- Require hospitals and hospices to report their policies on medical aid in dying to the Department of Health, allowing patients to select healthcare systems with policies consistent with their values, similar to legislation advancing in Washington.
- Prohibit healthcare facilities that opt out of the practice of medical aid in dying from implementing gag orders designed to silence discussion about this end-of-life care option between their healthcare providers and patients, like the provision in a pending Delaware law.
Since the End of Life Option Act went into effect June 9, 2016 through December 31, 2018, 1,108 people have received prescriptions for medical aid in dying and 807 people (72.8%) have died from ingesting the aid-in-dying medication, according to the California Department of Public Health.
“My mother…died peacefully, held by loved ones, thanks to the End of Life Option Act. But accessing this compassionate law was not easy,” testified Grass Valley resident Bonnie McKeegan, whose mother, Pamela Harris, had metastatic breast cancer and used medical aid in dying to end her suffering. “Sadly, her oncologist declined to write the prescription and referred her to a primary care physician within the same health care system. But it was an hour away. No one should have to go through the anxiety and stress we all had to endure due to burdensome regulatory requirements.”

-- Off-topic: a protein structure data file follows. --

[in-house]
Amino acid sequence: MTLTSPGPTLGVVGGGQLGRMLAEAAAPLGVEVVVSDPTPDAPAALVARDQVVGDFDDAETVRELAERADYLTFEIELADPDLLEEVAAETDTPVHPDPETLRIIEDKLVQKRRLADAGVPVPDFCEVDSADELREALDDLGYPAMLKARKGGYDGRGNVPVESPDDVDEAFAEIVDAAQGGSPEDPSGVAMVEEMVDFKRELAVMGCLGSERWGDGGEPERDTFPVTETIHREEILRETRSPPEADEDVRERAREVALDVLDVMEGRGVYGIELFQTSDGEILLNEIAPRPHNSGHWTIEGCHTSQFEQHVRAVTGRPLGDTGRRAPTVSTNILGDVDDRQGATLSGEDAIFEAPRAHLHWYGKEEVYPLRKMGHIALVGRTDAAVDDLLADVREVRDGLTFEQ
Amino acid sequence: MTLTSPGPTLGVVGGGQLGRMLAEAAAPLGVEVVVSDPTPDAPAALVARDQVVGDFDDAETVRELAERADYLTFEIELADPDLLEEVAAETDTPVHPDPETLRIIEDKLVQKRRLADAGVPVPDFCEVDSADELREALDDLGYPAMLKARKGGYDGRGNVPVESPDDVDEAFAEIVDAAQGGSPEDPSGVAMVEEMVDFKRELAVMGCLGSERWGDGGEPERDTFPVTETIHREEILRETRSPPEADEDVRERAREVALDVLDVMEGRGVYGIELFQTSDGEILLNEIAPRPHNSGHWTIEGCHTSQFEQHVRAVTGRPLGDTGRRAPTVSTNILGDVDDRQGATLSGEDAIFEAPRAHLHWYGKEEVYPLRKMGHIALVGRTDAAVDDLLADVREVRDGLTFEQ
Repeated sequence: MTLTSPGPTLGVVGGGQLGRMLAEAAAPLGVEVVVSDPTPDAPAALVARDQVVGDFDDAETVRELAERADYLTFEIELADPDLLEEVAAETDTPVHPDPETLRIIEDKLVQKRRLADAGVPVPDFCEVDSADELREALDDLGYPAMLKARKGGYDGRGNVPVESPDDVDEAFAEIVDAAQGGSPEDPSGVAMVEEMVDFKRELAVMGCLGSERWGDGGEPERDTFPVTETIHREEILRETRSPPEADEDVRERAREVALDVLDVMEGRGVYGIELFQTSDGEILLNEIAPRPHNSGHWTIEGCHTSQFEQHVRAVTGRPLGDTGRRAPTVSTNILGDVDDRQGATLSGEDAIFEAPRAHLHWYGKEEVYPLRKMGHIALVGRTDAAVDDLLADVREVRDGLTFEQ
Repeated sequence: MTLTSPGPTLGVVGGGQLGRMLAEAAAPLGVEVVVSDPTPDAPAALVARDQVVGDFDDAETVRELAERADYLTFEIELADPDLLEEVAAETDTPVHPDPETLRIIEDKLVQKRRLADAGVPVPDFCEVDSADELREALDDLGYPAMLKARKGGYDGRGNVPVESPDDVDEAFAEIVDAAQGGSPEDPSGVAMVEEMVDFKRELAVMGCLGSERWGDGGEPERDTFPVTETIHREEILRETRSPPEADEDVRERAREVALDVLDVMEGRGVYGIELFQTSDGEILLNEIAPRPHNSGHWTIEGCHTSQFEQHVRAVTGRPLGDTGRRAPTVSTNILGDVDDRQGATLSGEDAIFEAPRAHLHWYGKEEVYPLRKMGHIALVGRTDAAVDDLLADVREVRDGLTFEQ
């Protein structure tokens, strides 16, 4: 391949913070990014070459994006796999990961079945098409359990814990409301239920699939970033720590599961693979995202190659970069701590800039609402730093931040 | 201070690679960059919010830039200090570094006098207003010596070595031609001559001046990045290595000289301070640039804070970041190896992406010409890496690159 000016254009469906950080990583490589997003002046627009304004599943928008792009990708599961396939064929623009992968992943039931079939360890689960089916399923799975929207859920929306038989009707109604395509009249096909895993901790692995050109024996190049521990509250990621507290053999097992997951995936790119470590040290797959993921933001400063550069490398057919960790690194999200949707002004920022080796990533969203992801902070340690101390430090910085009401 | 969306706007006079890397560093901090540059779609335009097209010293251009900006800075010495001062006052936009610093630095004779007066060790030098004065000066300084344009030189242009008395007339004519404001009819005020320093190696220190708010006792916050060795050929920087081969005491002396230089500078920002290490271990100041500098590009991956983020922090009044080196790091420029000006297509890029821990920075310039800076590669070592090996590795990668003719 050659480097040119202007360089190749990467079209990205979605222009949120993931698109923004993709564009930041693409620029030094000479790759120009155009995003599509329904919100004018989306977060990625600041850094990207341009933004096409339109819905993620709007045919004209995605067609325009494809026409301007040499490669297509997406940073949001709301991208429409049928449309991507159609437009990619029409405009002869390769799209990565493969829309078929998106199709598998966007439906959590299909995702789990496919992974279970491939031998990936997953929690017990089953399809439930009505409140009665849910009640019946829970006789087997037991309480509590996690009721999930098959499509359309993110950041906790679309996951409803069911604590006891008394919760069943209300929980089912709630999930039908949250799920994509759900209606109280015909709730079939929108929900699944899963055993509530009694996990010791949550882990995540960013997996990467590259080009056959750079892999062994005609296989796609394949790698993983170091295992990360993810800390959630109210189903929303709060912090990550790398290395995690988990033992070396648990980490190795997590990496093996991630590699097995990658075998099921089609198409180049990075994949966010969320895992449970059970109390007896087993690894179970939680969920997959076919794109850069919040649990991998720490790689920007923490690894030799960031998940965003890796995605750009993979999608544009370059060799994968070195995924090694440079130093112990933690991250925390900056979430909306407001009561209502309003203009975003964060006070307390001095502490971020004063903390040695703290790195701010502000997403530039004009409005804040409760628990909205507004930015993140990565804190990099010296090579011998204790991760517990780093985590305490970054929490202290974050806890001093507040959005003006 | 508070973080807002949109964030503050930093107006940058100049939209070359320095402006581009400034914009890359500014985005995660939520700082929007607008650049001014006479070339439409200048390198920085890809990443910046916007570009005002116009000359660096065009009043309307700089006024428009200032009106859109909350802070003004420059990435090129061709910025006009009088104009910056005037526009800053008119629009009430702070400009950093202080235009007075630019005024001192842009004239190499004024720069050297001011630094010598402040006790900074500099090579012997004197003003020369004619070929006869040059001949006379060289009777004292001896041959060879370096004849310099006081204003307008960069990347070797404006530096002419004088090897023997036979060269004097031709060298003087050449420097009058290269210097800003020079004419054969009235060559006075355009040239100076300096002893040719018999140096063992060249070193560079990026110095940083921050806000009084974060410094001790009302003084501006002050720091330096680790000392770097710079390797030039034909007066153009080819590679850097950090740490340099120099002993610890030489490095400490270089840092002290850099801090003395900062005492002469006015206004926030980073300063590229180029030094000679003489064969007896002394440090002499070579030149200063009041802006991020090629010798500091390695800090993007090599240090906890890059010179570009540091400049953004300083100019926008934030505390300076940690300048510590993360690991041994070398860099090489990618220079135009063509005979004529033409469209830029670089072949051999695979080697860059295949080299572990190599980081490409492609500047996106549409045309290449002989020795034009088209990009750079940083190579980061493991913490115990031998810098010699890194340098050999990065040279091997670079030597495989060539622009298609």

“Soon after starting the process to request the medication to die peacefully, doctors urged [my husband] Larry to participate in a clinical trial for individuals with stage IV bowel cancer…after only one treatment Larry developed a fistula, which disqualified him from continuing in the clinical trial. Larry was in an incredible amount of pain,” said Orangevale resident Sharon Fells, whose husband used medical aid in dying to end his suffering. “During his hospitalization, my husband developed flesh-eating bacteria. I’m glad he was ultimately able to use the medication, but wish the process had not been so cumbersome.”
Three in four Californians (75%) support the End of Life Option Act, according to an October 2019 poll by the California Health Care Foundation, including a majority of every demographic group surveyed, including: Latinos (68%), Blacks (70%); Asians (76%), and Whites (82%).
“Having this law is meaningful to me because it supports my own beliefs and passions in medicine and a lot of why I went into the field of palliative care,” said Dr. Purvi Patel, a palliative care physician in the Inland Empire. ”There are so many times in medicine, working with patients who have chronic and debilitating illness, where we run out of medical treatment options. Rather than having these patients continue to decline, afraid of losing dignity or autonomy, afraid of suffering, this law allows them to choose to end their life before their disease will. We emphasize living a good life and having a good quality of life, and I feel the same should be true when we treat the end of life.”
“As a minister, I sit bedside with people at the end of their lives and I have watched too many terminally ill Californians suffer needlessly while dying. As a religious leader, I am concerned about the hurdles we heard about today that make it difficult for dying people to use this compassionate law to die peacefully,” testified Rev. Madison Shockley, pastor at Pilgrim United Church of Christ in Carlsbad and a member of Compassion & Choices African American Leadership Council and first vice chair of its board of directors. “People of color need better access to all end-of-life care options, including medical aid in dying.”